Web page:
The company made a net profit of 11.4 billion francs ($12.7 billion) for the full year, Roche said in a statement.
Company chief executive Severin Schwan said: "2013 was a very good year for Roche."
The picture could have been even rosier without the negative impact of exchange rates: in local currencies the company's net profit swelled 22 percent in 2013.
Sales meanwhile rose three percent to 46.8 billion francs on an operating profit up four percent at 17.9 billion francs, the group said.
The sales figure ticked in slightly above the expectations of analysts polled by the AWP financial news service, who had anticipated sales of 46.5 billion francs.
The increase in revenues was attributed to rising demand for Roche's biggest cancer-fighting medicines, as well as drugs used in the areas of immunology and ophthalmology and for diagnostics tests.
The company, the world-leader in cancer drugs, has been swelling its portfolio with new treatments like Kadcyla, for women with a particularly aggressive form of breast cancer, and lukemia drug Gazyva, both approved in the United States last year.
The company said saw its sales jump 10 percent in the United States and 12 percent in emerging economies.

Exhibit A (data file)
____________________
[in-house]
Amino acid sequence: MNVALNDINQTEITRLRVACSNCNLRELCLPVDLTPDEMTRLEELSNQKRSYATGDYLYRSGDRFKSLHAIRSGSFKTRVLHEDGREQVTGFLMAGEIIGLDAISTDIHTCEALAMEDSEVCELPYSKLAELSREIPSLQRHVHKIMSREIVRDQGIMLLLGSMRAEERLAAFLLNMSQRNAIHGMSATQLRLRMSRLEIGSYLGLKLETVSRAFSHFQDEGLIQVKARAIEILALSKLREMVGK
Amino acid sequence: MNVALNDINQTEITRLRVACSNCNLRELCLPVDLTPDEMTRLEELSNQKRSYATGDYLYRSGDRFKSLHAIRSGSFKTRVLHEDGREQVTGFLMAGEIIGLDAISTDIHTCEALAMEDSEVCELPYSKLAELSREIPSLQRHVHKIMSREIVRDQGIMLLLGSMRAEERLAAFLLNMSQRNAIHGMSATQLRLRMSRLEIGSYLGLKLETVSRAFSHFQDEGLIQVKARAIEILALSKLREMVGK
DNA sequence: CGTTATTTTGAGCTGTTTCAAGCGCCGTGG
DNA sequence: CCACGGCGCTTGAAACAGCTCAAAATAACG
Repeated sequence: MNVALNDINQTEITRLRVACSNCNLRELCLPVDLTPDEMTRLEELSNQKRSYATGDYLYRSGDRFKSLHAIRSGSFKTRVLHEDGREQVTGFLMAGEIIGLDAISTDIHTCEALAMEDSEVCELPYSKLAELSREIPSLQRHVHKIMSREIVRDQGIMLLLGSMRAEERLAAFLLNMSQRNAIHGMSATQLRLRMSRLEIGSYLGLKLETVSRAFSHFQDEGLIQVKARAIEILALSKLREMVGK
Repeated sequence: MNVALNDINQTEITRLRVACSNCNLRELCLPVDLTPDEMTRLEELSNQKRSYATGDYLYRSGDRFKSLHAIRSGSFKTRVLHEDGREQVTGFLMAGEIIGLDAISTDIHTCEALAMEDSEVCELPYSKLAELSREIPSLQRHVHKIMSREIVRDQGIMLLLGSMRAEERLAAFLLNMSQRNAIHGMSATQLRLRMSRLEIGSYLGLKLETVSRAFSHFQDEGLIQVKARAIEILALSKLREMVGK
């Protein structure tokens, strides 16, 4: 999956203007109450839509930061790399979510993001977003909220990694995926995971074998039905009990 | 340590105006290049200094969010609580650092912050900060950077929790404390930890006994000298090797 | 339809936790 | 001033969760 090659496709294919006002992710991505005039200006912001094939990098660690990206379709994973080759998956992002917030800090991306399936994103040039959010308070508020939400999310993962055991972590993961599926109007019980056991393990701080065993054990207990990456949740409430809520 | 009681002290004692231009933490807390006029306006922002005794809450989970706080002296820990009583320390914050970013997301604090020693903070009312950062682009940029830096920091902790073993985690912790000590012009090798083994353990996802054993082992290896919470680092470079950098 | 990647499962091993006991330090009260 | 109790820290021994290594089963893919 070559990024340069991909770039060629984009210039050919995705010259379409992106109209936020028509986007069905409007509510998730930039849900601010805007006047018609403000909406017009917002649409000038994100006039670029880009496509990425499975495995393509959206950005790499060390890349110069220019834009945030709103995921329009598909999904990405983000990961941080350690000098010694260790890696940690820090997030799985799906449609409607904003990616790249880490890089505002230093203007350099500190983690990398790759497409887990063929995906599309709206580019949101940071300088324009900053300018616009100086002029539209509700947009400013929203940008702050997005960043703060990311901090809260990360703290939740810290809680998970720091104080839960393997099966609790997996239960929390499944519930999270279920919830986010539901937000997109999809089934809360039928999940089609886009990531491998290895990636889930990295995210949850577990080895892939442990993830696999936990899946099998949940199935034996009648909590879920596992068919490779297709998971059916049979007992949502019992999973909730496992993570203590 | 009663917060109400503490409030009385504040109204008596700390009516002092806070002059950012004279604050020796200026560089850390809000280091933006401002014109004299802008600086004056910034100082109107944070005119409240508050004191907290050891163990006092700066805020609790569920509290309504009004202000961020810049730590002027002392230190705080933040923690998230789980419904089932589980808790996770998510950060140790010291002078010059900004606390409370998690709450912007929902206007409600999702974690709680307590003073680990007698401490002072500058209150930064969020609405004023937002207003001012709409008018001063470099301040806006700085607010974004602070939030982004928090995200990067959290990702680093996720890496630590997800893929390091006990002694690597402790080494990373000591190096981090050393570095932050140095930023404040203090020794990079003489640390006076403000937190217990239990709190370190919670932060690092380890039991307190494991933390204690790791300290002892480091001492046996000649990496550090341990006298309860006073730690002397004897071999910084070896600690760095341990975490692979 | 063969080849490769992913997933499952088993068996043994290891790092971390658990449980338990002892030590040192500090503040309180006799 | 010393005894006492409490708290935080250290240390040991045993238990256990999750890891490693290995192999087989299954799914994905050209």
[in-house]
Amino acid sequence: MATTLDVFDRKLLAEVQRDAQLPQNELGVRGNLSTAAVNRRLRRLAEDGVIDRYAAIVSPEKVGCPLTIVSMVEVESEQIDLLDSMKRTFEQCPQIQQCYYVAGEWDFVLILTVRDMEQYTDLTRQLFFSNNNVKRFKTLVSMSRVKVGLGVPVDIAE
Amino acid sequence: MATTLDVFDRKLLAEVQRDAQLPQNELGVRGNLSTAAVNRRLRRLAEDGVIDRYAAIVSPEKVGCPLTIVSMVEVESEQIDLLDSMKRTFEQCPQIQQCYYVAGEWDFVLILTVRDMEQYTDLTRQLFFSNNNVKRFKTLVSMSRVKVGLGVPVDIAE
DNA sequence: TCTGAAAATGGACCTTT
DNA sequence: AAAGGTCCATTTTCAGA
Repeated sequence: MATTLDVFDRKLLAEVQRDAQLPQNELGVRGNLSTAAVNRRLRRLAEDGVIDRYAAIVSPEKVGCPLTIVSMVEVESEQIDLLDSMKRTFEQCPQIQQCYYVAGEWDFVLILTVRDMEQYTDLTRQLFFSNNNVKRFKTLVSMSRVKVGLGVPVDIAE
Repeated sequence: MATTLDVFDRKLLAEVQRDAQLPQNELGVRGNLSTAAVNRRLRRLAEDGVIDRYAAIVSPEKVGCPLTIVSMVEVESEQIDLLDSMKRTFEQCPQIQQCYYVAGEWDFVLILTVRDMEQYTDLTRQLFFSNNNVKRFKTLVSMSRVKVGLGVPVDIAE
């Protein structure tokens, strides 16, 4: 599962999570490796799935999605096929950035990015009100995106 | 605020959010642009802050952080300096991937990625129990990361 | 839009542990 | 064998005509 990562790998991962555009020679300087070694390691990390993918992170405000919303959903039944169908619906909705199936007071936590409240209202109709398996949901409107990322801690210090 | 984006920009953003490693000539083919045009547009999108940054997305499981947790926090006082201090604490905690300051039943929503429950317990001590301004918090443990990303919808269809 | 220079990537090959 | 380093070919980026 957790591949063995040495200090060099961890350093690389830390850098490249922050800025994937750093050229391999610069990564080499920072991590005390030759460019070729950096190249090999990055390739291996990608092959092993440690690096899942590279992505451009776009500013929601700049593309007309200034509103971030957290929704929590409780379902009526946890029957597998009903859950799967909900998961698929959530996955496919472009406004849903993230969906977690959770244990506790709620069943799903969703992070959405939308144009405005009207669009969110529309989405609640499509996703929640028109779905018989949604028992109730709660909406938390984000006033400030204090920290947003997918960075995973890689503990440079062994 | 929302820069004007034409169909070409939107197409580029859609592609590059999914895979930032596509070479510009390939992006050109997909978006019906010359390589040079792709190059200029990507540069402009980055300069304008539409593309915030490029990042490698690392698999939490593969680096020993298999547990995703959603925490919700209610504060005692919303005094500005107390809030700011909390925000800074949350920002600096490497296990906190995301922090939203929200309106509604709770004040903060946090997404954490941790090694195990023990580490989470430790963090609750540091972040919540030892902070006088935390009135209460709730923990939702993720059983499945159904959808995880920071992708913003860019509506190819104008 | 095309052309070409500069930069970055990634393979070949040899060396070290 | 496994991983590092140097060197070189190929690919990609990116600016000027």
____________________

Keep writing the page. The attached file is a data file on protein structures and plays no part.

The picture was bleaker in Europe and Japan, where sales grew just two percent.
"We exceeded our financial targets with strong demand for our existing products and positive uptake of recently launched medicines and diagnostics," Schwan said.
He highlighted especially the company's launch of two new drugs, Perjeta and Kadcyla, for women with a particularly aggressive form of breast cancer.
Looking forward, the group said it in 2014 expected to see "low- to mid-single digit growth" in sales, in terms of constant exchange rates.
The company's board meanwhile proposed a dividend of 7.80 francs per share on the 2013 earnings, up six percent from the year before.
The proposed dividend, however, missed the expectations of analysts, who had anticipated a dividend of 7.91 francs.